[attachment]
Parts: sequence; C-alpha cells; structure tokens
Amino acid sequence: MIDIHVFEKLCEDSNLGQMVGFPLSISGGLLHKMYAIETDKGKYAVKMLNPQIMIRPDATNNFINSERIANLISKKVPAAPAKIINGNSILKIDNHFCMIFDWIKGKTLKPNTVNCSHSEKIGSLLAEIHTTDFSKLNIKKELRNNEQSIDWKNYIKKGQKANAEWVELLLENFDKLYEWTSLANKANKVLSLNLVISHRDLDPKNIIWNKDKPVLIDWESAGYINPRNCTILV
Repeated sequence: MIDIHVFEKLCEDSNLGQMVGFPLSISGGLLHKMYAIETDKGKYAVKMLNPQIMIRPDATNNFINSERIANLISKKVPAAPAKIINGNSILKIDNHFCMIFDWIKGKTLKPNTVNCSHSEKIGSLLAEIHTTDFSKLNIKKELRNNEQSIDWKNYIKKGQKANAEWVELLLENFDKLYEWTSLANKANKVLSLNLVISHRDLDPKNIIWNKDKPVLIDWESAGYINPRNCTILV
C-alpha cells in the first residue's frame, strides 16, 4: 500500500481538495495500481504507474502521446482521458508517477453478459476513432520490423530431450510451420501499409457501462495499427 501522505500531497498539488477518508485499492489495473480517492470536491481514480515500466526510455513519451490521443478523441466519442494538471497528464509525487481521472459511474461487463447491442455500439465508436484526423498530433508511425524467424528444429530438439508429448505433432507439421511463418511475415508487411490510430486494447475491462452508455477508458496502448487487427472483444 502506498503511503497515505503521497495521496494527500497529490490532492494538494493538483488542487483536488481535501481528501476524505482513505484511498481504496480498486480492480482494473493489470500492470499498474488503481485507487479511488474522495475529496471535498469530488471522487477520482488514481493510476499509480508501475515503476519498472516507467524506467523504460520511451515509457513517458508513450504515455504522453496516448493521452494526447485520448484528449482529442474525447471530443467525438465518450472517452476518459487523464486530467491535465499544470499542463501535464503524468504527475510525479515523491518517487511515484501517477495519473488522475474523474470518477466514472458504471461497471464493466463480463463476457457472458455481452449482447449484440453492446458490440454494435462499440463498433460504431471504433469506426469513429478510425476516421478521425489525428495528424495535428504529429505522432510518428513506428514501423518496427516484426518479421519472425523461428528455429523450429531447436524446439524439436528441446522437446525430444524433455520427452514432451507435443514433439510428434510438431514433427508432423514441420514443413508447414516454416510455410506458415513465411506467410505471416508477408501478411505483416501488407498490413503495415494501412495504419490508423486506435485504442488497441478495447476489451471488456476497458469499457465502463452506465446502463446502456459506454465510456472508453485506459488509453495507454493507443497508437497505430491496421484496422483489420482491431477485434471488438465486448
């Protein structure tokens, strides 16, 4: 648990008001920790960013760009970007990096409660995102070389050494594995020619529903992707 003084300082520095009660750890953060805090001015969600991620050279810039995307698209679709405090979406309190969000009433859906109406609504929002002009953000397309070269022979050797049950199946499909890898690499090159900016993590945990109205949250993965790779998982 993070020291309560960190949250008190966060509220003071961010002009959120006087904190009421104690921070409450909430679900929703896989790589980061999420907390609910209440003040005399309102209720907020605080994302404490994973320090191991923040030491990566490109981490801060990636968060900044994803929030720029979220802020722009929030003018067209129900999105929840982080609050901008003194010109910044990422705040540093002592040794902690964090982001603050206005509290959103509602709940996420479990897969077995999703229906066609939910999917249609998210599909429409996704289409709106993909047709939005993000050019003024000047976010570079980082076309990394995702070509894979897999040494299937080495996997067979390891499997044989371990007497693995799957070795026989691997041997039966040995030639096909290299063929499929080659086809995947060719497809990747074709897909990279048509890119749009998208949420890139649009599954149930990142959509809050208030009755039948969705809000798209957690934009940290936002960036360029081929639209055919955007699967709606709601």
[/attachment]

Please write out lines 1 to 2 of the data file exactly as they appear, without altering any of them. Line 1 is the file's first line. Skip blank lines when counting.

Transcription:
Parts: sequence; C-alpha cells; structure tokens
Amino acid sequence: MIDIHVFEKLCEDSNLGQMVGFPLSISGGLLHKMYAIETDKGKYAVKMLNPQIMIRPDATNNFINSERIANLISKKVPAAPAKIINGNSILKIDNHFCMIFDWIKGKTLKPNTVNCSHSEKIGSLLAEIHTTDFSKLNIKKELRNNEQSIDWKNYIKKGQKANAEWVELLLENFDKLYEWTSLANKANKVLSLNLVISHRDLDPKNIIWNKDKPVLIDWESAGYINPRNCTILV